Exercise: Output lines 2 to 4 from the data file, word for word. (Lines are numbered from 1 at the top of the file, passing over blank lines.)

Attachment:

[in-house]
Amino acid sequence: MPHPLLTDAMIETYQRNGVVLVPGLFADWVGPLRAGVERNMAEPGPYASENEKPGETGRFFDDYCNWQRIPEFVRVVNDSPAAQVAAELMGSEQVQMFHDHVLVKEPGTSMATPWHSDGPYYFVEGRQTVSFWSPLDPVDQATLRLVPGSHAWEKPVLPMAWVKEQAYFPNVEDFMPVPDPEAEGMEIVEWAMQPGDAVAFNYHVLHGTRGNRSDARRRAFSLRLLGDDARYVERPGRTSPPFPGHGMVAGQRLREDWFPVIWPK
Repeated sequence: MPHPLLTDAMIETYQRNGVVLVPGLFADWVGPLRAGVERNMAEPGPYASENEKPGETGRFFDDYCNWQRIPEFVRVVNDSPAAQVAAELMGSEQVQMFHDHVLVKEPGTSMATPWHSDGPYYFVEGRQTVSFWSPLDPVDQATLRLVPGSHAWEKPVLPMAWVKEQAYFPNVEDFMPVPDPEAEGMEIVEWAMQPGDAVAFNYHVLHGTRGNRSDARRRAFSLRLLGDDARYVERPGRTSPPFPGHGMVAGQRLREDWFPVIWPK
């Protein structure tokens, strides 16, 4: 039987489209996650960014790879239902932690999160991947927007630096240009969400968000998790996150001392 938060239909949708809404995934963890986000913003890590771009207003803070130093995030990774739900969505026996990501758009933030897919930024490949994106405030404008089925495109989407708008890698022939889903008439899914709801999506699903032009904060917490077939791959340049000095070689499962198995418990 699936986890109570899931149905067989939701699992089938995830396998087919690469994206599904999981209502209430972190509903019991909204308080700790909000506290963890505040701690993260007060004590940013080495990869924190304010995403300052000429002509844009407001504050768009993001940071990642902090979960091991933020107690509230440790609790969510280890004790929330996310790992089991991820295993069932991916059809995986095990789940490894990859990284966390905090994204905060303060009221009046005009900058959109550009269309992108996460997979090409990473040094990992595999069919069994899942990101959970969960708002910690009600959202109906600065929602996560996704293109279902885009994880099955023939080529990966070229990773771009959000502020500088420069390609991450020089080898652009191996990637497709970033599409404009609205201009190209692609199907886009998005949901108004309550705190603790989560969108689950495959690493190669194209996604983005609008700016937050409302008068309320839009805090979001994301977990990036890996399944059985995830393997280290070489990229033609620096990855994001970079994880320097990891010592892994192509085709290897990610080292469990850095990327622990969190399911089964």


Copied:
Amino acid sequence: MPHPLLTDAMIETYQRNGVVLVPGLFADWVGPLRAGVERNMAEPGPYASENEKPGETGRFFDDYCNWQRIPEFVRVVNDSPAAQVAAELMGSEQVQMFHDHVLVKEPGTSMATPWHSDGPYYFVEGRQTVSFWSPLDPVDQATLRLVPGSHAWEKPVLPMAWVKEQAYFPNVEDFMPVPDPEAEGMEIVEWAMQPGDAVAFNYHVLHGTRGNRSDARRRAFSLRLLGDDARYVERPGRTSPPFPGHGMVAGQRLREDWFPVIWPK
Repeated sequence: MPHPLLTDAMIETYQRNGVVLVPGLFADWVGPLRAGVERNMAEPGPYASENEKPGETGRFFDDYCNWQRIPEFVRVVNDSPAAQVAAELMGSEQVQMFHDHVLVKEPGTSMATPWHSDGPYYFVEGRQTVSFWSPLDPVDQATLRLVPGSHAWEKPVLPMAWVKEQAYFPNVEDFMPVPDPEAEGMEIVEWAMQPGDAVAFNYHVLHGTRGNRSDARRRAFSLRLLGDDARYVERPGRTSPPFPGHGMVAGQRLREDWFPVIWPK
């Protein structure tokens, strides 16, 4: 039987489209996650960014790879239902932690999160991947927007630096240009969400968000998790996150001392 938060239909949708809404995934963890986000913003890590771009207003803070130093995030990774739900969505026996990501758009933030897919930024490949994106405030404008089925495109989407708008890698022939889903008439899914709801999506699903032009904060917490077939791959340049000095070689499962198995418990 699936986890109570899931149905067989939701699992089938995830396998087919690469994206599904999981209502209430972190509903019991909204308080700790909000506290963890505040701690993260007060004590940013080495990869924190304010995403300052000429002509844009407001504050768009993001940071990642902090979960091991933020107690509230440790609790969510280890004790929330996310790992089991991820295993069932991916059809995986095990789940490894990859990284966390905090994204905060303060009221009046005009900058959109550009269309992108996460997979090409990473040094990992595999069919069994899942990101959970969960708002910690009600959202109906600065929602996560996704293109279902885009994880099955023939080529990966070229990773771009959000502020500088420069390609991450020089080898652009191996990637497709970033599409404009609205201009190209692609199907886009998005949901108004309550705190603790989560969108689950495959690493190669194209996604983005609008700016937050409302008068309320839009805090979001994301977990990036890996399944059985995830393997280290070489990229033609620096990855994001970079994880320097990891010592892994192509085709290897990610080292469990850095990327622990969190399911089964």